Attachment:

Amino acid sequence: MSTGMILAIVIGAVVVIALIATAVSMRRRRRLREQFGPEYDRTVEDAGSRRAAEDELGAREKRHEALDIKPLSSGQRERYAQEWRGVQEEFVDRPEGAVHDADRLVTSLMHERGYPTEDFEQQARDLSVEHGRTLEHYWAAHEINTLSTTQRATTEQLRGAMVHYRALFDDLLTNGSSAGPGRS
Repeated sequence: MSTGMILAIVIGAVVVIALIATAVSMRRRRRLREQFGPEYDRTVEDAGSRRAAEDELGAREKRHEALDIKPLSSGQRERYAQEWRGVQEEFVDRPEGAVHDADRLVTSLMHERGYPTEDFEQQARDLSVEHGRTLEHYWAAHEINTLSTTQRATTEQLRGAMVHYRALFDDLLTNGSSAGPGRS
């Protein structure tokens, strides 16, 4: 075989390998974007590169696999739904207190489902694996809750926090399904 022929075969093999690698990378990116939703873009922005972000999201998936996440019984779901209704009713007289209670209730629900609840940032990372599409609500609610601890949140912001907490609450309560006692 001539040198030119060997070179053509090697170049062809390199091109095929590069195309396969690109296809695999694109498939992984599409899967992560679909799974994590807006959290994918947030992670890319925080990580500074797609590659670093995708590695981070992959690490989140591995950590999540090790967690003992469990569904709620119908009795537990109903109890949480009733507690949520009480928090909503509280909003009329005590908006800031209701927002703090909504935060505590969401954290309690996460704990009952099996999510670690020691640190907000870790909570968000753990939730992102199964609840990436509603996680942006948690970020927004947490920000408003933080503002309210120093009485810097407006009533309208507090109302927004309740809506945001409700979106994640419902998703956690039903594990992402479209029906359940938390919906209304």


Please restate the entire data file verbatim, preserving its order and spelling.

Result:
Amino acid sequence: MSTGMILAIVIGAVVVIALIATAVSMRRRRRLREQFGPEYDRTVEDAGSRRAAEDELGAREKRHEALDIKPLSSGQRERYAQEWRGVQEEFVDRPEGAVHDADRLVTSLMHERGYPTEDFEQQARDLSVEHGRTLEHYWAAHEINTLSTTQRATTEQLRGAMVHYRALFDDLLTNGSSAGPGRS
Repeated sequence: MSTGMILAIVIGAVVVIALIATAVSMRRRRRLREQFGPEYDRTVEDAGSRRAAEDELGAREKRHEALDIKPLSSGQRERYAQEWRGVQEEFVDRPEGAVHDADRLVTSLMHERGYPTEDFEQQARDLSVEHGRTLEHYWAAHEINTLSTTQRATTEQLRGAMVHYRALFDDLLTNGSSAGPGRS
């Protein structure tokens, strides 16, 4: 075989390998974007590169696999739904207190489902694996809750926090399904 022929075969093999690698990378990116939703873009922005972000999201998936996440019984779901209704009713007289209670209730629900609840940032990372599409609500609610601890949140912001907490609450309560006692 001539040198030119060997070179053509090697170049062809390199091109095929590069195309396969690109296809695999694109498939992984599409899967992560679909799974994590807006959290994918947030992670890319925080990580500074797609590659670093995708590695981070992959690490989140591995950590999540090790967690003992469990569904709620119908009795537990109903109890949480009733507690949520009480928090909503509280909003009329005590908006800031209701927002703090909504935060505590969401954290309690996460704990009952099996999510670690020691640190907000870790909570968000753990939730992102199964609840990436509603996680942006948690970020927004947490920000408003933080503002309210120093009485810097407006009533309208507090109302927004309740809506945001409700979106994640419902998703956690039903594990992402479209029906359940938390919906209304």